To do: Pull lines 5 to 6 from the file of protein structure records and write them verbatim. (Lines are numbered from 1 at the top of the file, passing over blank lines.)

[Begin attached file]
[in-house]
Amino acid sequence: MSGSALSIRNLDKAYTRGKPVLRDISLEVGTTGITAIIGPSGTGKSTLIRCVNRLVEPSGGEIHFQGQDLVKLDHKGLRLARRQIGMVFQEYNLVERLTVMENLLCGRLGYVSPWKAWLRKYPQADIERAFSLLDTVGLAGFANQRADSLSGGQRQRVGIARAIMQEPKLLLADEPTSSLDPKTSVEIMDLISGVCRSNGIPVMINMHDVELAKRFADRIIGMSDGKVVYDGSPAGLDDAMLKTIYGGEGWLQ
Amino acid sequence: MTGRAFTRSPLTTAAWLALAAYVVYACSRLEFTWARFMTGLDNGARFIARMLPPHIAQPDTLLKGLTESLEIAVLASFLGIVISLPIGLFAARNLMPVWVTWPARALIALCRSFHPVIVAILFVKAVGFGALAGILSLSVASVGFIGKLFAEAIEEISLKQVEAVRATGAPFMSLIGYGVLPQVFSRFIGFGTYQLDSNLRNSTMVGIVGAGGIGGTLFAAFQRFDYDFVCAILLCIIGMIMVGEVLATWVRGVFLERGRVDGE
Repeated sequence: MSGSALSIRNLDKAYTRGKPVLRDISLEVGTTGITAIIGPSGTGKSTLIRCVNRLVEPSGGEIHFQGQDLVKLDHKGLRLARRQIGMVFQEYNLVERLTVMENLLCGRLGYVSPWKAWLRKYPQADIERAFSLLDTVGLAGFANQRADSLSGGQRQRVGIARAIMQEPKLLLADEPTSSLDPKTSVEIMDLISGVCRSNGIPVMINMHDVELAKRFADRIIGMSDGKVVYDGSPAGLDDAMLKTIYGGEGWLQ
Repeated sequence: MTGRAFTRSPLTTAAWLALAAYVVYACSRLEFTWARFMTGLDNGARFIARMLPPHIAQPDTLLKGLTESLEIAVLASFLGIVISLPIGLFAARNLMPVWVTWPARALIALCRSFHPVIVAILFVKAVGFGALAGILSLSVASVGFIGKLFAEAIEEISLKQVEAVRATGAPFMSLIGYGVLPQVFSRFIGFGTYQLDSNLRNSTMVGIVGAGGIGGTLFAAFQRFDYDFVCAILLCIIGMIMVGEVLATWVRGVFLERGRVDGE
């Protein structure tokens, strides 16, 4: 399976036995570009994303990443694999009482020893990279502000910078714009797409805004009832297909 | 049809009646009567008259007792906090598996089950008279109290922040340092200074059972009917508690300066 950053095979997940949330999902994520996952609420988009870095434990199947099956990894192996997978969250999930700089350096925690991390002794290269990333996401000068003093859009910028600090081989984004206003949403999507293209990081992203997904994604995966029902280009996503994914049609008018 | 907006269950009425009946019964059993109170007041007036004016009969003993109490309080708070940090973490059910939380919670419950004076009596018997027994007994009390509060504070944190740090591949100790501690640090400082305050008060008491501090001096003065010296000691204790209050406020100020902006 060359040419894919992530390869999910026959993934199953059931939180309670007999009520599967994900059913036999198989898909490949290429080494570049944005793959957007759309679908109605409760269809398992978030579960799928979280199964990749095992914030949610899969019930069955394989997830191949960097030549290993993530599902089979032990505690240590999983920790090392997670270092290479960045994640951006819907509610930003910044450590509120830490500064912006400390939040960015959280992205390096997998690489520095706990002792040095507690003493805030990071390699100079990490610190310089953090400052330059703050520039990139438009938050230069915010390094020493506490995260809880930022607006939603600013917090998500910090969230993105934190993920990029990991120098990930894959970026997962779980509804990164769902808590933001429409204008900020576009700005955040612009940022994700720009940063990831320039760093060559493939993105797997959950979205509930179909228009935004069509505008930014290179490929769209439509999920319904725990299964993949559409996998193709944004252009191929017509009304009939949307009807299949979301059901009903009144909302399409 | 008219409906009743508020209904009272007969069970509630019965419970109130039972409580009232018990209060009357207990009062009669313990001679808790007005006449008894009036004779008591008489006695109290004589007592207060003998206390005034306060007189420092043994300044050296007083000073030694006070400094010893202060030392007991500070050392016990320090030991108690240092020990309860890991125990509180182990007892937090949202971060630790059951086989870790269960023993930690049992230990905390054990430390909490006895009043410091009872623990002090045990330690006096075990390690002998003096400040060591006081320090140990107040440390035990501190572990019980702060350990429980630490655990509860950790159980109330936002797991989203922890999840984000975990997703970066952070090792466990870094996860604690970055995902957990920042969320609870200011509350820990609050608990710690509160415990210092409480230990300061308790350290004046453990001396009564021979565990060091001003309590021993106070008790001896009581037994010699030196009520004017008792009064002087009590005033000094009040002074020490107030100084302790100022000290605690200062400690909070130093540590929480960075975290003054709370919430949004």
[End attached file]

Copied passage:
Repeated sequence: MTGRAFTRSPLTTAAWLALAAYVVYACSRLEFTWARFMTGLDNGARFIARMLPPHIAQPDTLLKGLTESLEIAVLASFLGIVISLPIGLFAARNLMPVWVTWPARALIALCRSFHPVIVAILFVKAVGFGALAGILSLSVASVGFIGKLFAEAIEEISLKQVEAVRATGAPFMSLIGYGVLPQVFSRFIGFGTYQLDSNLRNSTMVGIVGAGGIGGTLFAAFQRFDYDFVCAILLCIIGMIMVGEVLATWVRGVFLERGRVDGE
């Protein structure tokens, strides 16, 4: 399976036995570009994303990443694999009482020893990279502000910078714009797409805004009832297909 | 049809009646009567008259007792906090598996089950008279109290922040340092200074059972009917508690300066 950053095979997940949330999902994520996952609420988009870095434990199947099956990894192996997978969250999930700089350096925690991390002794290269990333996401000068003093859009910028600090081989984004206003949403999507293209990081992203997904994604995966029902280009996503994914049609008018 | 907006269950009425009946019964059993109170007041007036004016009969003993109490309080708070940090973490059910939380919670419950004076009596018997027994007994009390509060504070944190740090591949100790501690640090400082305050008060008491501090001096003065010296000691204790209050406020100020902006 060359040419894919992530390869999910026959993934199953059931939180309670007999009520599967994900059913036999198989898909490949290429080494570049944005793959957007759309679908109605409760269809398992978030579960799928979280199964990749095992914030949610899969019930069955394989997830191949960097030549290993993530599902089979032990505690240590999983920790090392997670270092290479960045994640951006819907509610930003910044450590509120830490500064912006400390939040960015959280992205390096997998690489520095706990002792040095507690003493805030990071390699100079990490610190310089953090400052330059703050520039990139438009938050230069915010390094020493506490995260809880930022607006939603600013917090998500910090969230993105934190993920990029990991120098990930894959970026997962779980509804990164769902808590933001429409204008900020576009700005955040612009940022994700720009940063990831320039760093060559493939993105797997959950979205509930179909228009935004069509505008930014290179490929769209439509999920319904725990299964993949559409996998193709944004252009191929017509009304009939949307009807299949979301059901009903009144909302399409 | 008219409906009743508020209904009272007969069970509630019965419970109130039972409580009232018990209060009357207990009062009669313990001679808790007005006449008894009036004779008591008489006695109290004589007592207060003998206390005034306060007189420092043994300044050296007083000073030694006070400094010893202060030392007991500070050392016990320090030991108690240092020990309860890991125990509180182990007892937090949202971060630790059951086989870790269960023993930690049992230990905390054990430390909490006895009043410091009872623990002090045990330690006096075990390690002998003096400040060591006081320090140990107040440390035990501190572990019980702060350990429980630490655990509860950790159980109330936002797991989203922890999840984000975990997703970066952070090792466990870094996860604690970055995902957990920042969320609870200011509350820990609050608990710690509160415990210092409480230990300061308790350290004046453990001396009564021979565990060091001003309590021993106070008790001896009581037994010699030196009520004017008792009064002087009590005033000094009040002074020490107030100084302790100022000290605690200062400690909070130093540590929480960075975290003054709370919430949004």